Score one for the House Ways and Means Committee’s pursuit of former President Donald Trump’s tax returns.
The U.S. Court of Appeals for the District of Columbia issued the unanimous 3-0 decision Tuesday, just one day after Trump’s residence at his Mar-a-Lago resort in Florida was searched for records. That search is believed to be part of a Justice Department-led investigation into whether Trump removed classified records from the White House in violation of the Presidential Records Act.
While the Justice Department pores over findings in that case and others ongoing related to Trump, the chairman of the House Ways and Means Committee, U.S. Rep Richard Neal (D-MA), said Tuesday the audit process of several years of Trump’s tax returns would begin “immediately” once the files were received.
According to the ruling written by Senior Circuit Judge David Sentelle, the committee’s request was made under the color of law and was not a violation of the separation of powers, as Trump’s attorneys often alleged as they fought for over a year to shroud the returns.
Appeals Court Ruling HWC v Trump by Daily Kos on Scribd
Every president takes office with the understanding that they are subject to the same laws all other citizens are subject to once they leave office, Sentelle explained in the 33-page ruling.
“This is a feature of our democratic republic, not a bug,” Sentelle wrote.
The request did not impose on the sitting president, did not hinder Congress’s ongoing relationship with the president, and further, the burden was “not substantial,” the court found.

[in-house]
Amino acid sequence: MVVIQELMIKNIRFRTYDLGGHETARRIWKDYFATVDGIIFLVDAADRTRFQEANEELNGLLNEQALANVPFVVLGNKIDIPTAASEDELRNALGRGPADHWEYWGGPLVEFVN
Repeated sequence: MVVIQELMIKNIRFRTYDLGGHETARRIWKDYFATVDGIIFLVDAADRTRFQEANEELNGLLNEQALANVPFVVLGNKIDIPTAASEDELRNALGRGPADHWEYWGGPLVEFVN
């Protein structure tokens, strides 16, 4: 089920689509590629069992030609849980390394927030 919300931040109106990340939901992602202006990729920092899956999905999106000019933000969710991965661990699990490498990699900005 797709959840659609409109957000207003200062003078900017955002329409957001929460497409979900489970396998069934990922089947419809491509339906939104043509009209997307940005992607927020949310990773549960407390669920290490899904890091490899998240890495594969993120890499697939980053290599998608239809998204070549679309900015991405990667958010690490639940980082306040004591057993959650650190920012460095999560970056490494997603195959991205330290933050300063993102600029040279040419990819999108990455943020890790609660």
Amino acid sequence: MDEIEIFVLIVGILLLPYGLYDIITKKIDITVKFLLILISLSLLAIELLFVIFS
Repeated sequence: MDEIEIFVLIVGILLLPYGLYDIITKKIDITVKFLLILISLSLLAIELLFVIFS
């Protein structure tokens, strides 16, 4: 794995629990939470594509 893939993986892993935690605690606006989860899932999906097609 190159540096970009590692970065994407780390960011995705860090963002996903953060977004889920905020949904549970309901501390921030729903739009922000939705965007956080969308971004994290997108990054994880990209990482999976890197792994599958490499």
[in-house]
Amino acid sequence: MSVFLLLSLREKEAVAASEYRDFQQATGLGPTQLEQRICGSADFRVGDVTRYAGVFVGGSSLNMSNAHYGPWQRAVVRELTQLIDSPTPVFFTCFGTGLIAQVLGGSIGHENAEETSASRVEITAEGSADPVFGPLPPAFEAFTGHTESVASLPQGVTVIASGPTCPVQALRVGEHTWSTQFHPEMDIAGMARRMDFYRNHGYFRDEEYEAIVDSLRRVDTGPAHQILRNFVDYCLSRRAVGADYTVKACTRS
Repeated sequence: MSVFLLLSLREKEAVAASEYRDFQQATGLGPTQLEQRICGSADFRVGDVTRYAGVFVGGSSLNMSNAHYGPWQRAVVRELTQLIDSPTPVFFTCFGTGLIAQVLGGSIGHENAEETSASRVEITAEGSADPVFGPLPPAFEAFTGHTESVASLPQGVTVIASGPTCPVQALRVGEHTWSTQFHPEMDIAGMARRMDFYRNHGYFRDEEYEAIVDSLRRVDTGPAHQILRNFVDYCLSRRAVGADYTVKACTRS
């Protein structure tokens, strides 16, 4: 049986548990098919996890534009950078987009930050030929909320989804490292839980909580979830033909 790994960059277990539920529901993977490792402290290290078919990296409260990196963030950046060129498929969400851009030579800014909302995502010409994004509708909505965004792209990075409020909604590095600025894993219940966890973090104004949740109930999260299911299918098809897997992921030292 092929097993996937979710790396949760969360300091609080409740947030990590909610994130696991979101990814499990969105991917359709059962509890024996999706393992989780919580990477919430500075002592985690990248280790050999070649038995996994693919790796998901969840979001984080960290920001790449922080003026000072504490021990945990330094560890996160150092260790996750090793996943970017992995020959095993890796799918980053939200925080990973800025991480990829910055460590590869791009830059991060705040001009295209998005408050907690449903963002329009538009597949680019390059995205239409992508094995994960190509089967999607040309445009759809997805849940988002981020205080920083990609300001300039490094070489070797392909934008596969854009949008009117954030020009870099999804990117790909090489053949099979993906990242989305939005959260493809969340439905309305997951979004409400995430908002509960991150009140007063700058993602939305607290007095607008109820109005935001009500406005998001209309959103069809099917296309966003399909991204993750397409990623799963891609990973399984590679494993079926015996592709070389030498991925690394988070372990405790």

“Congressional investigations sometimes expose the private information of the entities, organizations, and individuals that they investigate. This does not make them overly burdensome. It is the nature of the investigative and legislative processes,” the appeals court ruled.
Neal first sparked the request for Trump’s tax returns in 2019 as part of the Presidential Audit Program. During Trump’s time in office, the Treasury Department refused to comply, prompting Neal to sue on the committee’s behalf, demanding that the Internal Revenue Service force compliance.
But while a decision was pending, President Joe Biden was elected, and the leadership roles changed at the Treasury Department. Neal followed up with his request last June, this time making the committee’s intent more clear: They wanted access to Trump’s tax returns so they could “prioritize legislation on equitable tax administration, including legislation on the President’s tax compliance, and public accountability,” court records stated.
Where a year earlier the Office of Legal Counsel had dubbed Neal’s request out of bounds, this time, it was deemed valid. Neal dropped the lawsuit against the Treasury Department, anticipating they would deliver as determined in court. Trump’s legal team tried to intervene, saying the requests from the committee spanning back to 2019 were all unconstitutional and a violation of Trump’s First Amendment and due process rights.